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					The Plant Journal (2001) 26(5), 479±486


Phosphatidic acid activates a wound-activated MAPK in
Glycine max
Sumin Lee1, Heribert Hirt2 and Youngsook Lee1,*
1
 Division of Molecular Life Sciences, Pohang University of Science and Technology, Pohang, 790-784, Korea, and
2
 Insitute of Microbiology and Genetics, Vienna Biocenter, Dr. Bohrgasse 9, 1030 Vienna, Austria

Received 6 December 2000; revised 28 February 2001; accepted 28 February 2001.
*
  For correspondence (fax +82 54 279 2199; e-mail ylee@postech.ac.kr).




       Summary
       Many plant species demonstrate a systemic increase in phosphatidic acid (PA) levels after being
       wounded (Lee et al., 1997). To understand the role of PA in wound signal transduction, we investigated if
       PA can activate protein kinases in soybean (Glycine max L.). We found that a MAPK is activated in
       soybean seedlings in both wounded and neighboring unwounded leaves. The wound-activated soybean
       kinase is speci®cally recognized by an antibody against the alfalfa MAPK, SIMK. When PA production is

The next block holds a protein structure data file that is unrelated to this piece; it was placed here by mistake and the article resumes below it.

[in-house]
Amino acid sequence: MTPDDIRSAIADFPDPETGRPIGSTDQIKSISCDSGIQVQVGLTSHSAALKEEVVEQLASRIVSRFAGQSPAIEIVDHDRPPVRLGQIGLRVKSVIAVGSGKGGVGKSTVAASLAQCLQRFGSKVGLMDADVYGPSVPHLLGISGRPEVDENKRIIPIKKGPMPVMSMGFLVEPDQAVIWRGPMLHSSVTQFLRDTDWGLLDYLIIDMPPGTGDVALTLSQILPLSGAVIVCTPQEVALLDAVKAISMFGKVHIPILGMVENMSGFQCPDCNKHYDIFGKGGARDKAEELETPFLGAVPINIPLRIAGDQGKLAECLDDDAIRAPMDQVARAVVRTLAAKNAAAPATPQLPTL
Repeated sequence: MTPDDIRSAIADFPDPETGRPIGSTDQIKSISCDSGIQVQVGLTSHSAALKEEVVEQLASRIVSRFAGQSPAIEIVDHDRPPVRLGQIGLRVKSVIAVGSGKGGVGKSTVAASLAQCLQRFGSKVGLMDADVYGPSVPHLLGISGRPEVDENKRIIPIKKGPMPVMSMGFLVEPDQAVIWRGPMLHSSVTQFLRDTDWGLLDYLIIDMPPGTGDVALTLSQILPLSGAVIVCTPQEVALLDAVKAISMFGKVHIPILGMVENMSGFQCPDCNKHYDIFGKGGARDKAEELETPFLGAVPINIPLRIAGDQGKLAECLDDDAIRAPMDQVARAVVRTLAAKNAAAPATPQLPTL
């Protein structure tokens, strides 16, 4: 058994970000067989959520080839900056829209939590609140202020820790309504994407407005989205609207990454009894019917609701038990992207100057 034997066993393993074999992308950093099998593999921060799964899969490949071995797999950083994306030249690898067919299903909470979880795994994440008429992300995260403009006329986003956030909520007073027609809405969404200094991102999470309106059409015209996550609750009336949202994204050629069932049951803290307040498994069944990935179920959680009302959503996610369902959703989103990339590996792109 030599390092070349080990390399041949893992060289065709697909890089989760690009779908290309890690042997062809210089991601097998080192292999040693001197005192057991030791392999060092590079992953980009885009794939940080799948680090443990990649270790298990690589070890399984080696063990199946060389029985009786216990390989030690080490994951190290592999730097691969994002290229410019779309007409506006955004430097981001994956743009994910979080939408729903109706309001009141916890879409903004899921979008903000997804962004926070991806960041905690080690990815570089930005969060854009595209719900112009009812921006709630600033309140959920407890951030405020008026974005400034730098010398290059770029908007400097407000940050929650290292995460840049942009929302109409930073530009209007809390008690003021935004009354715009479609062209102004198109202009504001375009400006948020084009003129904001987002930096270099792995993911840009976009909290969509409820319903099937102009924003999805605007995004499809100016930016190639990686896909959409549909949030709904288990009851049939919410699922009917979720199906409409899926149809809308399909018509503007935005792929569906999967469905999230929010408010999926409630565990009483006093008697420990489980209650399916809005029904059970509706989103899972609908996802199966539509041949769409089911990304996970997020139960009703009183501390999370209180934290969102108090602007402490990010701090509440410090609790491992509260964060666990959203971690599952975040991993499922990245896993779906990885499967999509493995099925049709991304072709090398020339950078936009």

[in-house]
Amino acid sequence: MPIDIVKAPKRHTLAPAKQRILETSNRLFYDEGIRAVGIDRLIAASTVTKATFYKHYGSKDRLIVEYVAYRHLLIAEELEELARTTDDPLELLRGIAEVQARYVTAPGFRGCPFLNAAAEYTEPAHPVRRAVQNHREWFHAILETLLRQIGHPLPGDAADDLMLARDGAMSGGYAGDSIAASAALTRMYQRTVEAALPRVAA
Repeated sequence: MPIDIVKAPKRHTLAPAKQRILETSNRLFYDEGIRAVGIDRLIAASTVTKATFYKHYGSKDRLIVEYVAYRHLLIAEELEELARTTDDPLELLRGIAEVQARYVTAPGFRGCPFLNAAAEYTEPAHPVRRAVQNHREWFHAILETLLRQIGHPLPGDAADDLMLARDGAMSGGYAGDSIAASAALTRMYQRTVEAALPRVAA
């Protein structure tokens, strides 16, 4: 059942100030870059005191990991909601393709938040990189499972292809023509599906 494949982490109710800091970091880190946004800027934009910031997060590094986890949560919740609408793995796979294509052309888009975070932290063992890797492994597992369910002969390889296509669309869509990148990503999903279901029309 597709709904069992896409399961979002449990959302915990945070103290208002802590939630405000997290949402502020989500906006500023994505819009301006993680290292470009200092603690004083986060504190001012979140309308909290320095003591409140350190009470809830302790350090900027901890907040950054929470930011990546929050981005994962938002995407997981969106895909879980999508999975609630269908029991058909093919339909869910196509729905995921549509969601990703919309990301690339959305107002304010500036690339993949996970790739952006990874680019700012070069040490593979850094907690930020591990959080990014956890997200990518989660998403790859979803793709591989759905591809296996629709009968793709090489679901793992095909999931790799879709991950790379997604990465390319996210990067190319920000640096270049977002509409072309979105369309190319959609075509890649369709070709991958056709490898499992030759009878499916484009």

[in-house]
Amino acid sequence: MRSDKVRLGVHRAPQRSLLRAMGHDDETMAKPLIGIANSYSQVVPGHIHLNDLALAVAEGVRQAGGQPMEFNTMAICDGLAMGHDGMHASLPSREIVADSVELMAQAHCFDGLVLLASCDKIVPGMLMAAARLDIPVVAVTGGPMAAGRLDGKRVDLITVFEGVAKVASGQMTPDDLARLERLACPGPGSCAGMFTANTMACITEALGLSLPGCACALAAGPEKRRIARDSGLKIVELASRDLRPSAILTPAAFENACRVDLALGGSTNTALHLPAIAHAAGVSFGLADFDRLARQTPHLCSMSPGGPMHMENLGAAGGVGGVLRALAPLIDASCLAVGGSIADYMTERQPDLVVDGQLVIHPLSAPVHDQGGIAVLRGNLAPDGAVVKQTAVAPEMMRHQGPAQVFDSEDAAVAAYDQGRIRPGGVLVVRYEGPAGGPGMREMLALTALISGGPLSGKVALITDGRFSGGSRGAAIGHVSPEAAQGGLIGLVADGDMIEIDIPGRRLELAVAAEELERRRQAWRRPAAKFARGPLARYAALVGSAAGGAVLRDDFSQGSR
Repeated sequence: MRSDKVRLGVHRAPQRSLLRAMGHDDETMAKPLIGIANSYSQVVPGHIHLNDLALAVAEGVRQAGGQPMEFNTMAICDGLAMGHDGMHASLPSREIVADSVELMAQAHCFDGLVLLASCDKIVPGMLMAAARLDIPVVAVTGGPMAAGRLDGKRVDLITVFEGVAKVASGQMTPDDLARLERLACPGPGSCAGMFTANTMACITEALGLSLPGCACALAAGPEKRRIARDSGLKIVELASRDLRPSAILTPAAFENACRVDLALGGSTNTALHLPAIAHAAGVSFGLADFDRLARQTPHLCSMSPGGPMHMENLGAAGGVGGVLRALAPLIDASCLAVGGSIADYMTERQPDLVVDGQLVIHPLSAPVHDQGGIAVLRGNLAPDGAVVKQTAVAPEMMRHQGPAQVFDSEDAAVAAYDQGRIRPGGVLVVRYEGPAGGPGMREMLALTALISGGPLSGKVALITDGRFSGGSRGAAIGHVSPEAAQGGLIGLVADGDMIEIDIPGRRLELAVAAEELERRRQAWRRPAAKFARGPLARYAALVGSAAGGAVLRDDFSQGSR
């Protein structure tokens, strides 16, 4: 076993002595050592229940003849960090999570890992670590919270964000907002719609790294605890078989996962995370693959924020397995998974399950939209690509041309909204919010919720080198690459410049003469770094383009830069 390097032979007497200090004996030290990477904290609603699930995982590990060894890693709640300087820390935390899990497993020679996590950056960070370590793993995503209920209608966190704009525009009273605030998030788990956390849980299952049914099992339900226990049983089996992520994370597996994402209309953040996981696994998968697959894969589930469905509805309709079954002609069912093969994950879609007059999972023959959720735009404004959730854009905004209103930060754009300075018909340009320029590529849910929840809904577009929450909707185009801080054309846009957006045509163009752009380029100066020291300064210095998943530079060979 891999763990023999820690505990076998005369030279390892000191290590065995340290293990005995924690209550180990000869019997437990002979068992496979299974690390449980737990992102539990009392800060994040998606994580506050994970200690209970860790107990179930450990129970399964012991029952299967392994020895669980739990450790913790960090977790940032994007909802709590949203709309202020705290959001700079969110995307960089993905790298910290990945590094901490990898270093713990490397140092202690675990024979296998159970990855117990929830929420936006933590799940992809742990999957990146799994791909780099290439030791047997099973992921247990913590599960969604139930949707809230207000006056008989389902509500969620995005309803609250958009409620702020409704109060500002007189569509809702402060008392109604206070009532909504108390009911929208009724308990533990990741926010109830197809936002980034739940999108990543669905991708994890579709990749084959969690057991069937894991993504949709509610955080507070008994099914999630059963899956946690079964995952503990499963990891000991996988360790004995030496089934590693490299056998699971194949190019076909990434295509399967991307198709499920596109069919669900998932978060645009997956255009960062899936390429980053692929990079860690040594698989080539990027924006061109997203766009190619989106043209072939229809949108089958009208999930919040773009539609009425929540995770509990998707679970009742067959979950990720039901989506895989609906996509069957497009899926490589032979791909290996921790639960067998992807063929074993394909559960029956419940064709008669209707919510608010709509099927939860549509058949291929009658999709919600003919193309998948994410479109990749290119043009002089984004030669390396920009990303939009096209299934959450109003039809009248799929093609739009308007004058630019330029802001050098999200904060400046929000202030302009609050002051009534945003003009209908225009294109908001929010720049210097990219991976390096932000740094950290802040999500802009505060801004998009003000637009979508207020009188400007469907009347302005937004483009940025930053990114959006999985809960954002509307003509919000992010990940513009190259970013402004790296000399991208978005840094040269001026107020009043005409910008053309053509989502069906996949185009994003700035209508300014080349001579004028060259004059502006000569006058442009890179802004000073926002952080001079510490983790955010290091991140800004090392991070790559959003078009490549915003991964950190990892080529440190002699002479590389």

inhibited with n-butanol, an inhibitor of phospholipase D, the wound-induced activation of the MAPK is
       suppressed, suggesting that an elevation in PA levels is essential for its activation. Supporting this is the
       observation that exogenous PA activates the MAPK in suspension-cultured soybean cells. Activation of
       the 49 kDa MAPK occurs almost exclusively by PA, as other lipids are unable to or can only weakly
       activate the kinase. PA-induced activation of the MAPK is not a direct effect on the kinase but is
       mediated by upstream kinases. Our results suggest that PA acts as a second messenger in wound-
       induced MAPK signaling in plants.

       Keywords: wound, phosphatidic acid, MAPK, soybean, SIMK



Introduction
Wounding in plants is typically caused by physical injury                    Gilroy, 1998), drought (Chetal et al., 1982; Frank et al., 2000;
and herbivore or insect attack. When wounded, plants                         Munnik et al., 2000), freezing (Yoshida, 1979), elicitors (Van
express several sets of defense-related genes that are                       der Luit et al., 2000), and hyper-osmotic stress (Munnik
involved in healing damaged tissues and protecting                           et al., 2000). PA is also an important molecule in many